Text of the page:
Investing is a hard business. You can't take anything for granted, and there is no easy and fast formula to predict how well a stock will do.
It's hard to determine whether a company -- even a leader in a steady-as-it-goes business -- will continue to deliver profits or appreciate versus the competition.
Case in point: Kraft Heinz (Nasdaq: KHC). This consumer-staple company has turned out to be anything but safe and steady.
You've likely heard by now that shares of the world's fifth-largest food-and-drinks company lost 27% in a single session on Friday, February 22. And Kraft halved its dividend, too. A whopping $15.4 billion write-down of its acquisitions of Kraft and Oscar Mayer was just part of the bad news; the company also disclosed a U.S. Securities and Exchange Commission (SEC) investigation of its procurement accounting practices.
Talk about risky...
Before that one-day nosedive, KHC had already lost about half of its value. And now, even Warren Buffett, arguably the best investor in the business, laments that he overpaid for Kraft (Berkshire Hathaway owns 26.7% of the company and lost more than $4.3 billion on that fateful Friday).
(This article from CNBC gives a pretty good rundown of how Buffett's investment in the deal fell apart.)
All of this poses a question: If even Warren Buffett is capable of making this kind of mistake, then what are we to do about it as investors?
We'll get to that in a second. But first, let's discuss the basic mechanics of a takeover...
How Takeovers Work
Naturally, it is also next to impossible to predict whether a company -- any company -- is likely to be taken over. There are too many factors involved in any takeover decision, and the appeal of a target business (or product) is just one of them. Just as important to a final decision are the price this possible takeover candidate would demand, the financial wherewithal of the acquirer, possible synergies and cost savings of the combined company, and the risk-taking abilities of a possible acquirer, to name just a few.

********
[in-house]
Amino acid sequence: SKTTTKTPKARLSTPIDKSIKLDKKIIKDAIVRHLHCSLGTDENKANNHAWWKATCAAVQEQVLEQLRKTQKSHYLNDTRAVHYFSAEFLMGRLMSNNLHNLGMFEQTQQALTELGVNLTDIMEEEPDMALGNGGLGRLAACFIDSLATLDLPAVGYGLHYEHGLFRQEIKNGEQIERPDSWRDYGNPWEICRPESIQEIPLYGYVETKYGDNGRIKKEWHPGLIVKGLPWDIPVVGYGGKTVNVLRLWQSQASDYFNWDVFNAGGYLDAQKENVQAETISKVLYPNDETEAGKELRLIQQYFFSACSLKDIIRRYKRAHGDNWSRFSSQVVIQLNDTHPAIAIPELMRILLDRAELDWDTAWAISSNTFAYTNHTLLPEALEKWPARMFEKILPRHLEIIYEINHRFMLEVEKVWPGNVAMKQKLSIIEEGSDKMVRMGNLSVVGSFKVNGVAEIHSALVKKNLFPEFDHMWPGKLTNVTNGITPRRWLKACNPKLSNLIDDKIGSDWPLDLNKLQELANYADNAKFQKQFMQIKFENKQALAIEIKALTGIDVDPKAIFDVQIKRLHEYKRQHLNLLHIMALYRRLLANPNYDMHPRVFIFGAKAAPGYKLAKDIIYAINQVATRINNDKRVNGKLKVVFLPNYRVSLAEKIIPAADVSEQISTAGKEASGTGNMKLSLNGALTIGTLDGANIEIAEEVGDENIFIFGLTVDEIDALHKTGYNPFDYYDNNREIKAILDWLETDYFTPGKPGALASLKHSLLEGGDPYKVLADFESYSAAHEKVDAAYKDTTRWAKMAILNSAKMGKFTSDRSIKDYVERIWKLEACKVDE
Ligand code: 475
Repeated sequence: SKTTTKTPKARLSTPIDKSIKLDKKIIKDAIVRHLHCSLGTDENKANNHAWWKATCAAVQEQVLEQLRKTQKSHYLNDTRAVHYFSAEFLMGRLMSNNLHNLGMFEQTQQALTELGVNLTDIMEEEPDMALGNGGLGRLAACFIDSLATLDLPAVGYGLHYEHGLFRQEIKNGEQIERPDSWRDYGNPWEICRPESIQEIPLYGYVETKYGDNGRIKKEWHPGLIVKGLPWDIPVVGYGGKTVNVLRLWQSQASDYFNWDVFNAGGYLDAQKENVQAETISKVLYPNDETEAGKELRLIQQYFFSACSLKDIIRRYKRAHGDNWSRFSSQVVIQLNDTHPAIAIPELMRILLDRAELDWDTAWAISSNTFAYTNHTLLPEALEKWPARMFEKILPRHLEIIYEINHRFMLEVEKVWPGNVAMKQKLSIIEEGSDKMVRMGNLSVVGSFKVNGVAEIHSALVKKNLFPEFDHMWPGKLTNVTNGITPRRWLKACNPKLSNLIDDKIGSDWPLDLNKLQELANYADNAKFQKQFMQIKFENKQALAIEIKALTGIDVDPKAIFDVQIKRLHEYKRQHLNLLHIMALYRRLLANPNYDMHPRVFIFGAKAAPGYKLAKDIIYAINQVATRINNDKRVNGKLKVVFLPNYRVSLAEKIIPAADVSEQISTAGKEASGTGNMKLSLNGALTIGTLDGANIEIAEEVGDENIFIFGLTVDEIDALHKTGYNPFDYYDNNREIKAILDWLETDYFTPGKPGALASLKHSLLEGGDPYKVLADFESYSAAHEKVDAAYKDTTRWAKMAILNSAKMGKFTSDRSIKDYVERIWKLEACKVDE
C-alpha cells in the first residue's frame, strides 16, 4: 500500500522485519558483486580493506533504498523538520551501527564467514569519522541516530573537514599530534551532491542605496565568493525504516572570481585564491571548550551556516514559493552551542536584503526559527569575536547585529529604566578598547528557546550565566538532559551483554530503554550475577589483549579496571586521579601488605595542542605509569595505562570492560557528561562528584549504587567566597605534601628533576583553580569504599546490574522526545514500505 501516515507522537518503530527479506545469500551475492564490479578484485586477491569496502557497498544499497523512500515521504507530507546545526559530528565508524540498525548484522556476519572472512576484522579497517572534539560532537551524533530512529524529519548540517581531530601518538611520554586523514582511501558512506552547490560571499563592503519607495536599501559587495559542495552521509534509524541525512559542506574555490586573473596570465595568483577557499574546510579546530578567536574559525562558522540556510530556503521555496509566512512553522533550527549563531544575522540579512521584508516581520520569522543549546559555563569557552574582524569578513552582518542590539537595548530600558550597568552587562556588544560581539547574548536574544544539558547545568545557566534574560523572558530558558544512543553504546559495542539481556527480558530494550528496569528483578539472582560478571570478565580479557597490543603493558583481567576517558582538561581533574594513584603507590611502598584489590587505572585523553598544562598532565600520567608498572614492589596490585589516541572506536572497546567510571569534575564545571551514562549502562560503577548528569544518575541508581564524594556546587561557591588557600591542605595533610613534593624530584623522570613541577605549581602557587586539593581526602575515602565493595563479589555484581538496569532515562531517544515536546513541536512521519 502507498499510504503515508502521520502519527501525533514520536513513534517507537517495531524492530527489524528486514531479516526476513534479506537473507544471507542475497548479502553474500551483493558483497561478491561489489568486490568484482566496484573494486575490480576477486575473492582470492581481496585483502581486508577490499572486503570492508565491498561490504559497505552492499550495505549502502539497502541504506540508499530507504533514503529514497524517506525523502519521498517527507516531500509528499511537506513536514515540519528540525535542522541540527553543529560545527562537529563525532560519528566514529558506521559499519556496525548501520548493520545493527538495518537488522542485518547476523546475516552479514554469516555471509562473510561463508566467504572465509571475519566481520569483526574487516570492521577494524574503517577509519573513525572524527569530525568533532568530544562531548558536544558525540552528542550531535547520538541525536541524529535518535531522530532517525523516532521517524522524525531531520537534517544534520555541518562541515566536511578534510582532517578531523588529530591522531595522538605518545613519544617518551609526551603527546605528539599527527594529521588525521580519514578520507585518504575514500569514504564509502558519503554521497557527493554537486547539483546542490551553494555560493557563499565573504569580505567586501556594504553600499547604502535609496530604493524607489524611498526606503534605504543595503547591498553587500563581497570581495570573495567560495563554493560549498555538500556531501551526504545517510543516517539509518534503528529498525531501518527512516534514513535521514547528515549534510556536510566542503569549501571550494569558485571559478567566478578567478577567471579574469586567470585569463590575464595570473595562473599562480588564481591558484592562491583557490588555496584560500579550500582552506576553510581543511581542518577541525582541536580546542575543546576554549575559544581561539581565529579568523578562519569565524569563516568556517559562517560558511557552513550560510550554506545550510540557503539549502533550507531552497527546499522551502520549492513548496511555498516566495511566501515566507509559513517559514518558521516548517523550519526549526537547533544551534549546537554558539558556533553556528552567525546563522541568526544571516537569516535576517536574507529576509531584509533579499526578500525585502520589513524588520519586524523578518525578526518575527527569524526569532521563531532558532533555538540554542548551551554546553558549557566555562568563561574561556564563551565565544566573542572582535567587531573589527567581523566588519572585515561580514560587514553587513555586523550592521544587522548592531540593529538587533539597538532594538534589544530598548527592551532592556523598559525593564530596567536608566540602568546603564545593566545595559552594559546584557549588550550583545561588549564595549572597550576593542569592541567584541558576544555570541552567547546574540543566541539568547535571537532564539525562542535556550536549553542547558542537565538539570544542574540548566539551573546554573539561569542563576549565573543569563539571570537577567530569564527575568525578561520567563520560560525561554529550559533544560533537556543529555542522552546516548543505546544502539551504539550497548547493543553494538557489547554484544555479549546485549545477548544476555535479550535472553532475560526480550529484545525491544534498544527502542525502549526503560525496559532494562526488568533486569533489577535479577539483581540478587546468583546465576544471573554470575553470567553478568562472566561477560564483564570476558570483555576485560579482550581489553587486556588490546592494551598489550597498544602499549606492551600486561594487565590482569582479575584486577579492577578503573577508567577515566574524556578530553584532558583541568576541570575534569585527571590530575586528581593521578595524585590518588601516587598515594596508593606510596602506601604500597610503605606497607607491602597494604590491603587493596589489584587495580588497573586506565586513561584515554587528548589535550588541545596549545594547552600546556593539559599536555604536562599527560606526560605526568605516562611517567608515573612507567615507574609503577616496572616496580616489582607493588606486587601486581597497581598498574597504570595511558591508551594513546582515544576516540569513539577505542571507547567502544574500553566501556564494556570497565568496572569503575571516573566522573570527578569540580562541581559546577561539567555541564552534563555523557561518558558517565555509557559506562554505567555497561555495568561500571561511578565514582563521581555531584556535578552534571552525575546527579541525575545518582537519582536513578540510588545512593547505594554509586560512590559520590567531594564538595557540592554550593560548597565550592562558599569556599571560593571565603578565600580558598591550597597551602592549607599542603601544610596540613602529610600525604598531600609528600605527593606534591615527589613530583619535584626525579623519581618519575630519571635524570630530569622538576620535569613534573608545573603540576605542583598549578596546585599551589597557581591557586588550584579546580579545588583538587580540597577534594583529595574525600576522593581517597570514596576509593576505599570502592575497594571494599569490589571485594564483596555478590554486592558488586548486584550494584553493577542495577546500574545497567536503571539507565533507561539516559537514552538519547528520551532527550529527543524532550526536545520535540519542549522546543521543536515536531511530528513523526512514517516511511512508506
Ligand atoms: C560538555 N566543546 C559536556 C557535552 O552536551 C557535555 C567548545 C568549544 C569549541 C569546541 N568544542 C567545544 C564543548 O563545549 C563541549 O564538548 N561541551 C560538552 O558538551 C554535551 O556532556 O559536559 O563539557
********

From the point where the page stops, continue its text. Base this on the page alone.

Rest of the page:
The price premium over the target's price, which is typical for a takeover, reflects the fact that an acquirer does not want to deal with a competing bid and wants to make the offer too good for shareholders to refuse. And because nobody can see the future, even the insiders -- those who initiate the deal -- can underestimate the potential merger benefits or simply overpay.
In the Kraft case, for one, the write-off (one of the largest ever) is related to past acquisitions: the company wrote off $7.1 billion in the U.S. Refrigerated and Canada Retail unit and $8.3 billion for the Kraft and Oscar Mayer intangible assets. It's never a given that the price paid for a takeover target will be worth it.
What Can We Learn?
Now back to our question... What can we learn from this?
Well, we know that even for M&A deals that may have been discussed or telegraphed in advance, a large premium is rather typical. And that possibility, of course, is pretty enticing to the average investor.
That's especially true in the high-risk biotech space we often target in my premium newsletter, Fast-Track Millionaire. Premiums for these deals often exceed 50% and can be as high as 100% or more.
But most investors shouldn't put their money to work based solely on news (or rumors) of a takeover. After all, if Buffett was intimately familiar with the Kraft Heinz deal and still got it wrong, then investors would be unwise to think they can do better with less information.
Is investing in biotech risky? You bet.
Dozens, if not hundreds of small and mid-sized biotechs trade not so much on the promise of their future earnings as on the potential value of their drug discoveries.
But by diversifying and by carefully accessing the risks of each stock versus the potential for outsized returns in case of a large win, these are risks that can be managed. Plus, for individual investors like us over at Fast-Track Millionaire, whose goal is to outperform the market, biotech is the ultimate growth sector. With its risks and outsized return potential -- it is a sector not to be ignored.
(This article originally appeared on StreetAuthority.com.)